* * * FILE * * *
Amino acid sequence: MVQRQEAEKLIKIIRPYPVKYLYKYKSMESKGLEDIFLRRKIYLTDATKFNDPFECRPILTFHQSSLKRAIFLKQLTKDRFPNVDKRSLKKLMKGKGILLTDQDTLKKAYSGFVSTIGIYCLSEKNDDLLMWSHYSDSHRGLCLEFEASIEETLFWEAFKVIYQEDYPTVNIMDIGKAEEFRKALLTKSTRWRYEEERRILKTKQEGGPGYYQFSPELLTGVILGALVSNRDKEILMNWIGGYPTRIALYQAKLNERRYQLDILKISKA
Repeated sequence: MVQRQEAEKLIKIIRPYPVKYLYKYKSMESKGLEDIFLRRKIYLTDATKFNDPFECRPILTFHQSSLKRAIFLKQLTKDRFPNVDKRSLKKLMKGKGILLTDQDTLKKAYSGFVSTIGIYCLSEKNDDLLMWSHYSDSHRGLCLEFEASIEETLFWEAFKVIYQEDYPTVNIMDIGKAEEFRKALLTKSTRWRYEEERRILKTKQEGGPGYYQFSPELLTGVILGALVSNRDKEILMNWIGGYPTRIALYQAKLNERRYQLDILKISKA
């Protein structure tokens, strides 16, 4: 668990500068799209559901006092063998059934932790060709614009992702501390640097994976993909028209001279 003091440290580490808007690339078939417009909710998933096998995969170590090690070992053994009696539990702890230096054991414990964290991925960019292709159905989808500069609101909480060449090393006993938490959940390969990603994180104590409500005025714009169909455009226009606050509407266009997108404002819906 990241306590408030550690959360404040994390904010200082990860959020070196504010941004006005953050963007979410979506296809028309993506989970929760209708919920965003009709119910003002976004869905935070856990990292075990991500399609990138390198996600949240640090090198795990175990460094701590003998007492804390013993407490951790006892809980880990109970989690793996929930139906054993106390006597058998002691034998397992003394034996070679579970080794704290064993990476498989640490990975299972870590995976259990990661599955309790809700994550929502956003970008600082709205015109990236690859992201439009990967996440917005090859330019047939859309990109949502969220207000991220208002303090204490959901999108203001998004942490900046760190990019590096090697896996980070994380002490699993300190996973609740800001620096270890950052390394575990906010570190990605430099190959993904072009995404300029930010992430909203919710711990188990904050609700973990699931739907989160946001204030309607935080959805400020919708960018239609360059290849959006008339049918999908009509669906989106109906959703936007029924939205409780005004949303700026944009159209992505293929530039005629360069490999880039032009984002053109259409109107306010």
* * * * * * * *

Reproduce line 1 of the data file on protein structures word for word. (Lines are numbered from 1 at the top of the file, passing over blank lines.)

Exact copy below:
Amino acid sequence: MVQRQEAEKLIKIIRPYPVKYLYKYKSMESKGLEDIFLRRKIYLTDATKFNDPFECRPILTFHQSSLKRAIFLKQLTKDRFPNVDKRSLKKLMKGKGILLTDQDTLKKAYSGFVSTIGIYCLSEKNDDLLMWSHYSDSHRGLCLEFEASIEETLFWEAFKVIYQEDYPTVNIMDIGKAEEFRKALLTKSTRWRYEEERRILKTKQEGGPGYYQFSPELLTGVILGALVSNRDKEILMNWIGGYPTRIALYQAKLNERRYQLDILKISKA